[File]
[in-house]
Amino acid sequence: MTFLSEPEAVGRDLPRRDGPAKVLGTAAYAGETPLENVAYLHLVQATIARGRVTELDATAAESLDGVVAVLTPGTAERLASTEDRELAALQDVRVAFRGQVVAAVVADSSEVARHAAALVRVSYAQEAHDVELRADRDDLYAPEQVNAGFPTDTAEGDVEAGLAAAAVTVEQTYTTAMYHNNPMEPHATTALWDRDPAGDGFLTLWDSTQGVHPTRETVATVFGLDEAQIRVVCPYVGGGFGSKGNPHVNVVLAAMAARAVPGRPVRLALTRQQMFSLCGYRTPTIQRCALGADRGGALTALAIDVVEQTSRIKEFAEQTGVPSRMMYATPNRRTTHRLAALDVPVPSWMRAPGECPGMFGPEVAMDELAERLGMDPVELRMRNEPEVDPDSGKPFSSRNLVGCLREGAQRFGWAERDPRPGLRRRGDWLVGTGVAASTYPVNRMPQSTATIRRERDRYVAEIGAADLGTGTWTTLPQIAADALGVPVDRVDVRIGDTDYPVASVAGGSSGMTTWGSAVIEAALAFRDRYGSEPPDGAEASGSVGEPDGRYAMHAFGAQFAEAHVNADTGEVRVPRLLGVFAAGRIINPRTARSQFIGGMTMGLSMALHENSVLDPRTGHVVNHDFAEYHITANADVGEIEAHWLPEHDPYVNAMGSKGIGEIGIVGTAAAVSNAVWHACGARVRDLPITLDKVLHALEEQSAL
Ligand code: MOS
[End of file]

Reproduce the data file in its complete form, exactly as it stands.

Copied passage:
[in-house]
Amino acid sequence: MTFLSEPEAVGRDLPRRDGPAKVLGTAAYAGETPLENVAYLHLVQATIARGRVTELDATAAESLDGVVAVLTPGTAERLASTEDRELAALQDVRVAFRGQVVAAVVADSSEVARHAAALVRVSYAQEAHDVELRADRDDLYAPEQVNAGFPTDTAEGDVEAGLAAAAVTVEQTYTTAMYHNNPMEPHATTALWDRDPAGDGFLTLWDSTQGVHPTRETVATVFGLDEAQIRVVCPYVGGGFGSKGNPHVNVVLAAMAARAVPGRPVRLALTRQQMFSLCGYRTPTIQRCALGADRGGALTALAIDVVEQTSRIKEFAEQTGVPSRMMYATPNRRTTHRLAALDVPVPSWMRAPGECPGMFGPEVAMDELAERLGMDPVELRMRNEPEVDPDSGKPFSSRNLVGCLREGAQRFGWAERDPRPGLRRRGDWLVGTGVAASTYPVNRMPQSTATIRRERDRYVAEIGAADLGTGTWTTLPQIAADALGVPVDRVDVRIGDTDYPVASVAGGSSGMTTWGSAVIEAALAFRDRYGSEPPDGAEASGSVGEPDGRYAMHAFGAQFAEAHVNADTGEVRVPRLLGVFAAGRIINPRTARSQFIGGMTMGLSMALHENSVLDPRTGHVVNHDFAEYHITANADVGEIEAHWLPEHDPYVNAMGSKGIGEIGIVGTAAAVSNAVWHACGARVRDLPITLDKVLHALEEQSAL
Ligand code: MOS